Interesting book! Some things I learned from it:
– The period in question had a ton of hijackings. (or “skyjacking”s as they used to call it, which is way cooler!) At a Senate hearing, the airlines claimed it was an impossible problem “short of searching every passenger”, which they really didn’t want to do for cost reasons, and they thought passengers wouldn’t stand for it. At this point, every hijacker just wanted to go to Cuba, where the airline would pay Castro a nominal fee to get the plane back, so it didn’t even cost that much!
– A few weeks after the hearing, a hijacker pulled a gun on a Senator (randomly, he didn’t know the victim was a Senator), which made it clear that something had to be done. The State Department proposed providing free one-way flights to Cuba for anyone who wanted to go! (Castro didn’t want to do this – he preferred the black eye that America would take from hijackings) So the airlines told pilots and flight attendants to comply with hijacker demands no matter what to avoid violence. As a part of this, all cockpits had charts of the Caribbean regardless of where they were going, and some Spanish phrase cards to communicate with the Havana airport!
– So people just accepted hijackings to Cuba as a necessary risk of air travel for a while. (and passengers were treated well in Havana, although Castro generally disliked the hijackers themselves)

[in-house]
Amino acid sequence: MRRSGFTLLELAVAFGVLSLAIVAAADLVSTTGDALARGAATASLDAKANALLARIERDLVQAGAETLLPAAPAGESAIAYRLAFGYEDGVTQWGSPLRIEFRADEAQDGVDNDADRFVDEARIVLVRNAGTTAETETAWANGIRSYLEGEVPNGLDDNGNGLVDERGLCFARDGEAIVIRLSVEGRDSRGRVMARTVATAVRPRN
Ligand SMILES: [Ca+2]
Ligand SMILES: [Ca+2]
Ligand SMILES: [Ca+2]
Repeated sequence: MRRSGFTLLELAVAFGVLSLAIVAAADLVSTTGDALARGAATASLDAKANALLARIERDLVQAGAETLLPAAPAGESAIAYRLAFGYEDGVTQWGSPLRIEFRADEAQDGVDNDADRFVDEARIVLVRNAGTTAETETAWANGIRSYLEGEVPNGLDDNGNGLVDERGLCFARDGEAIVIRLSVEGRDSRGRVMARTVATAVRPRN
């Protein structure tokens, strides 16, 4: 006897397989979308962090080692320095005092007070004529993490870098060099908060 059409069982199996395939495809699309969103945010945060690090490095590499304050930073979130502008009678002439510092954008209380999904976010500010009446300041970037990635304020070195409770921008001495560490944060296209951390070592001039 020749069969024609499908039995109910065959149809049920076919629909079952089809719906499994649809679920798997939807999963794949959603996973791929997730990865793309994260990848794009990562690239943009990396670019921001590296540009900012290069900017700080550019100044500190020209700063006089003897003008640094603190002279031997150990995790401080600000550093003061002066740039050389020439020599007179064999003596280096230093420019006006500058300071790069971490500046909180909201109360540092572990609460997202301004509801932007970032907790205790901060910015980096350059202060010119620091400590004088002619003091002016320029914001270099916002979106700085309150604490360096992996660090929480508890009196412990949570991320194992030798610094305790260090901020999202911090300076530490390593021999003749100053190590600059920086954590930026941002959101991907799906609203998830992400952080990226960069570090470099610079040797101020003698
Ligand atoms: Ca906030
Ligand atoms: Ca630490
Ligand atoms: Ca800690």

– By February 1969 there was more than one hijacking a week in the US! So the FAA tried again to address the problem, and the public had some input. They had the following crazy suggestions: trapdoors outside cockpits! Arming flight attendants with tranquilizer darts! Playing the Cuban national anthem before takeoff and then arresting anyone who knew the lyrics?! One suggestion the FAA took seriously was to build a replica of the Havana airport in South Florida to fool hijackers into thinking they had reached Cuba, but it was rejected as too expensive.
– Eventually hijackers started wanting to go other places, although they didn’t always plan ahead. One hijacker wanted to go to “Africa” (which is a pretty broad place to want to go?), but the airline only flew to California so of course their planes couldn’t reach across the ocean. Incidentally, the main hijacker’s girlfriend ordered one flight attendant to feed her baby a bottle, and another to crochet the baby a hat!
– The hijacking that broke the camel’s back was a hijacking in 1972 that landed in Cleveland, Toronto (an elderly passenger suffered a nonfatal heart attack on this leg of the journey), Chattanooga (where they picked up $2 million of ransom money), Havana (where Castro rejected them), Orlando (where the FBI started shooting at the plane, which still managed to take off), then for lack of a better idea, back to Havana. Along the way they threatened to “bomb” the Oak Ridge National Laboratory, where nuclear material was kept. After that threat, the airlines saw the writing on the wall and agreed to screen passengers with metal detectors and inspect carryon bags. The Cubans also made a deal to extradite hijackers to the US, which didn’t hurt.
The main story is an interesting look at a hijacking by Roger Holder and Cathy Kerkow – how they hatched the idea, where they ended up, etc. The whole book is pretty interesting and I’d recommend it if you’re interested in such things!